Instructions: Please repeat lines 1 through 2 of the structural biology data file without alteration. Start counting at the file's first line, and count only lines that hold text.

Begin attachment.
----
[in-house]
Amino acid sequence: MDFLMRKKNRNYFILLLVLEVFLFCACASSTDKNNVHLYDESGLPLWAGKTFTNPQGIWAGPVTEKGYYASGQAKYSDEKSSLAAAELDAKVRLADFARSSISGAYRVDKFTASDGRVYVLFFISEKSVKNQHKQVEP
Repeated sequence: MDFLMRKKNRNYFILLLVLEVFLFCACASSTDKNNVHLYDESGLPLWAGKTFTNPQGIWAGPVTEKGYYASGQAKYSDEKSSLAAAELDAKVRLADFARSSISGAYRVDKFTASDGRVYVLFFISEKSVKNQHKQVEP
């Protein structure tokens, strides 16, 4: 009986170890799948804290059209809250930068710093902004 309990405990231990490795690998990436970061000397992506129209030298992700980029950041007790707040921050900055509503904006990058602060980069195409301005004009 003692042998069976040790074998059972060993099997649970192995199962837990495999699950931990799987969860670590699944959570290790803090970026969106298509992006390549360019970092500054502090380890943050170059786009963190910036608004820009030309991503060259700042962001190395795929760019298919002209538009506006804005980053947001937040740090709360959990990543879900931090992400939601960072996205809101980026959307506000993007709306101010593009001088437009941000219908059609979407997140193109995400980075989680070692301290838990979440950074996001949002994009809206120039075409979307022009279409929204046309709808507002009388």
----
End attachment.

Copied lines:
[in-house]
Amino acid sequence: MDFLMRKKNRNYFILLLVLEVFLFCACASSTDKNNVHLYDESGLPLWAGKTFTNPQGIWAGPVTEKGYYASGQAKYSDEKSSLAAAELDAKVRLADFARSSISGAYRVDKFTASDGRVYVLFFISEKSVKNQHKQVEP